It’s a showdown of ultimate proportions for soccer supremacy at the 2018 FIFA World Cup.
The heavily favoured French will face off against the underdog Croatians in Sunday’s final.
While their team may be exhausted, outmatched and under-skilled, Croatian fans in Saskatoon are hoping one last game of vocal support can spur on the small Eastern European country to a storybook victory no one could have predicted.
“It’s huge. It’s massive. A lot of people don’t even know the country of Croatia, so it’s like we’re out there showing a little country can do it,” said Sandra Simicic, a lifelong Croatia supporter.
“The glory and the heart can sometimes do everything.”
For comparison, Simicic said Croatia winning the World Cup would be like the Roughriders winning three consecutive Grey Cups. Even for a team that has only won four Grey Cups in 108 years, that might be underplaying the implications of Croatia’s possible achievement.
Croatia reached the final of soccer’s biggest stage by winning their group to qualify as one of the final 16 teams. From there, Croatia beat Denmark and Russia in penalty kicks before knocking out England in the final half of extra time.
France had a much more favourable path to the final, winning each of it’s three knockout games (against Argentina, Uraquay and Belgium) without going to extra time.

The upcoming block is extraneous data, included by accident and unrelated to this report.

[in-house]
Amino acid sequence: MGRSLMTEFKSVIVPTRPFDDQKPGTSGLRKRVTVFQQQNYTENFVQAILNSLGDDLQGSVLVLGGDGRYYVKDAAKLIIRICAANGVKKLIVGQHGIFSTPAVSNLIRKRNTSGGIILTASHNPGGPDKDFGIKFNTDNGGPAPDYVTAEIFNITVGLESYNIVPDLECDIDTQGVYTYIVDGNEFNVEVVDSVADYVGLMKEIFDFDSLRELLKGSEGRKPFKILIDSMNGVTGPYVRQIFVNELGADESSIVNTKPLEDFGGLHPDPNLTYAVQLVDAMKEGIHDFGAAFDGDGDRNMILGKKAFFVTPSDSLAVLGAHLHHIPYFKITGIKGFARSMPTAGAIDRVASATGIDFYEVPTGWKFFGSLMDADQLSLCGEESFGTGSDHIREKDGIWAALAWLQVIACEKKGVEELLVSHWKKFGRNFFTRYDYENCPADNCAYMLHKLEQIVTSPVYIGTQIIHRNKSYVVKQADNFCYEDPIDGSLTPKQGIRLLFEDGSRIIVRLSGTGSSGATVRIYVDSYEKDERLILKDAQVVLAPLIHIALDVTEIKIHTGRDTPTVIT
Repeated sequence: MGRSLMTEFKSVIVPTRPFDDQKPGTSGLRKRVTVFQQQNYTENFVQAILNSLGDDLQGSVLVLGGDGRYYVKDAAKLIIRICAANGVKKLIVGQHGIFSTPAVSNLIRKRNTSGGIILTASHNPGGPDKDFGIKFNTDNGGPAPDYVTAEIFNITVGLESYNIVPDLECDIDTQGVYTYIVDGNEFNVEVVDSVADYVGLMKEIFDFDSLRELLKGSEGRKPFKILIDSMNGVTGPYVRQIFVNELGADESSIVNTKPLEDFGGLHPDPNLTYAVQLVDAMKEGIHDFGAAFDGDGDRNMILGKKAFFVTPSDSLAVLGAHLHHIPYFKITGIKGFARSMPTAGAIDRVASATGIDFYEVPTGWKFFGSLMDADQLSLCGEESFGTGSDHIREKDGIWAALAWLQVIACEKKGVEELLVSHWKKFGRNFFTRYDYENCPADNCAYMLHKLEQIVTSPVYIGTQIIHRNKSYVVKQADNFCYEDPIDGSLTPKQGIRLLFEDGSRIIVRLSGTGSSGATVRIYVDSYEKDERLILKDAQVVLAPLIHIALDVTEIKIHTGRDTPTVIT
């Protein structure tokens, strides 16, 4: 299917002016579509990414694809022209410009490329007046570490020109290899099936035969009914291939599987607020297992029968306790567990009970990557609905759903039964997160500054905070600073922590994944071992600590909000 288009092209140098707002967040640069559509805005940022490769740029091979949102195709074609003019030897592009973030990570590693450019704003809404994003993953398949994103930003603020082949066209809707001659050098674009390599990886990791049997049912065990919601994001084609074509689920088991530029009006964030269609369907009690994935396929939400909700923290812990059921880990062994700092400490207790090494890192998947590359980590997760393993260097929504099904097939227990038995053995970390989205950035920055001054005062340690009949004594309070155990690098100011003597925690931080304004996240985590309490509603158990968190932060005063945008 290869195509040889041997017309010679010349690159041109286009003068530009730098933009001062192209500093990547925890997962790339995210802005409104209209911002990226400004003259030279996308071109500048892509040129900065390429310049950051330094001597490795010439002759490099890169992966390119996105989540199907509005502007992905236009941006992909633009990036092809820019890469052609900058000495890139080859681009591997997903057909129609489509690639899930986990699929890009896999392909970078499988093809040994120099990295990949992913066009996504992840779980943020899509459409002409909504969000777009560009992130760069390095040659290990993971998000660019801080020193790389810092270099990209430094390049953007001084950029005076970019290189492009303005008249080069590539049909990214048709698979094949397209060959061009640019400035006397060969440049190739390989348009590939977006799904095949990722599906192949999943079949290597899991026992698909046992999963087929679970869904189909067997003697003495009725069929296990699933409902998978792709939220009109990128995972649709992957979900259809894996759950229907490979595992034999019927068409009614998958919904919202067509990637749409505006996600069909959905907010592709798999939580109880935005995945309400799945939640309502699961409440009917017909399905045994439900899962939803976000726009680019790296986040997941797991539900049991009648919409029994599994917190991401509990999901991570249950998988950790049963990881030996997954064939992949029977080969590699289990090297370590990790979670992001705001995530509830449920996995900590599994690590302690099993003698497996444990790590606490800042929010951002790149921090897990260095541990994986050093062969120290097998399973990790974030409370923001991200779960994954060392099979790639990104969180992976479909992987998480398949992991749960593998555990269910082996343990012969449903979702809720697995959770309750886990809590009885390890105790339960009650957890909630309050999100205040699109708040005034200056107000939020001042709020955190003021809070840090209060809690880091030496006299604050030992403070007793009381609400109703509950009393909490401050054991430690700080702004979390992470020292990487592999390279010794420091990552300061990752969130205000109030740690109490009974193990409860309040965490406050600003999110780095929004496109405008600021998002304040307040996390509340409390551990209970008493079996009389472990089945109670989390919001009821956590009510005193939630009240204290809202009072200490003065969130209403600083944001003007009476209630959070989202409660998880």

It is Croatia’s first appearance in the finals after five attempts. France returns to the final for the third time in the past six World Cups.
Simicic knows this game means a lot not just to the people of Croatia, but it’s many immigrants across the globe.
“We’re thrilled, we have four generations of Croatians that are going to be watching the game,” she said of the national pride that will be on display Sunday.
Polychinka (thin, Eastern European crepe), Nutella and a variety of strudels will be on the menu for Simicic and her viewing party, reminding everyone that watching the game comfortably only happens with the proper spread.
“It’s just huge to have something to celebrate,” she said. “It’s not often you have something big to celebrate with your heritage.”
She also said people in Saskatoon will know if Croatia wins Sunday’s game.
“You’re going to hear horns honking, you’re going to see vehicles with flags,” she said.
“We’re a small community, but we’re loud and proud.”